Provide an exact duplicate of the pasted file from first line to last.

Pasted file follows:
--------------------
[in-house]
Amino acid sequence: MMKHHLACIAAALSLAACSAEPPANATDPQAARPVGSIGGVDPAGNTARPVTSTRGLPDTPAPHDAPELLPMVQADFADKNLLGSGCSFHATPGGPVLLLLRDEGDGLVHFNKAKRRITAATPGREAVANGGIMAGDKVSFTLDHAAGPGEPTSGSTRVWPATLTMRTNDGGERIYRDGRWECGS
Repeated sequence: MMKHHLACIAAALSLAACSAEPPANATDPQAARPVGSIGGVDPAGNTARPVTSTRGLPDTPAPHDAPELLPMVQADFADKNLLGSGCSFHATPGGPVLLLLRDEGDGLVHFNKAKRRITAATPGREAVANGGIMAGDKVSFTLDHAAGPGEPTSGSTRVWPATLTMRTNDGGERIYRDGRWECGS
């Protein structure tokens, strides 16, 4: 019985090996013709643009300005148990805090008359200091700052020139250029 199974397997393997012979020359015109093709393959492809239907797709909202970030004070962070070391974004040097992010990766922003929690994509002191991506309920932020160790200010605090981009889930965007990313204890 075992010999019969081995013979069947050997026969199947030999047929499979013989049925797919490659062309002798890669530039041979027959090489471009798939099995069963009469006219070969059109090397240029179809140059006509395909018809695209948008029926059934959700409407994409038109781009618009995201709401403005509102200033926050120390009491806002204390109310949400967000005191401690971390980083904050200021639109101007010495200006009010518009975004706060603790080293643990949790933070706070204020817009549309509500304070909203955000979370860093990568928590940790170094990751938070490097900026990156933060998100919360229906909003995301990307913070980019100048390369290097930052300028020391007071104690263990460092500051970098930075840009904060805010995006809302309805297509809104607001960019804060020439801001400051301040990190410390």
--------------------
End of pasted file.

[in-house]
Amino acid sequence: MMKHHLACIAAALSLAACSAEPPANATDPQAARPVGSIGGVDPAGNTARPVTSTRGLPDTPAPHDAPELLPMVQADFADKNLLGSGCSFHATPGGPVLLLLRDEGDGLVHFNKAKRRITAATPGREAVANGGIMAGDKVSFTLDHAAGPGEPTSGSTRVWPATLTMRTNDGGERIYRDGRWECGS
Repeated sequence: MMKHHLACIAAALSLAACSAEPPANATDPQAARPVGSIGGVDPAGNTARPVTSTRGLPDTPAPHDAPELLPMVQADFADKNLLGSGCSFHATPGGPVLLLLRDEGDGLVHFNKAKRRITAATPGREAVANGGIMAGDKVSFTLDHAAGPGEPTSGSTRVWPATLTMRTNDGGERIYRDGRWECGS
């Protein structure tokens, strides 16, 4: 019985090996013709643009300005148990805090008359200091700052020139250029 199974397997393997012979020359015109093709393959492809239907797709909202970030004070962070070391974004040097992010990766922003929690994509002191991506309920932020160790200010605090981009889930965007990313204890 075992010999019969081995013979069947050997026969199947030999047929499979013989049925797919490659062309002798890669530039041979027959090489471009798939099995069963009469006219070969059109090397240029179809140059006509395909018809695209948008029926059934959700409407994409038109781009618009995201709401403005509102200033926050120390009491806002204390109310949400967000005191401690971390980083904050200021639109101007010495200006009010518009975004706060603790080293643990949790933070706070204020817009549309509500304070909203955000979370860093990568928590940790170094990751938070490097900026990156933060998100919360229906909003995301990307913070980019100048390369290097930052300028020391007071104690263990460092500051970098930075840009904060805010995006809302309805297509809104607001960019804060020439801001400051301040990190410390």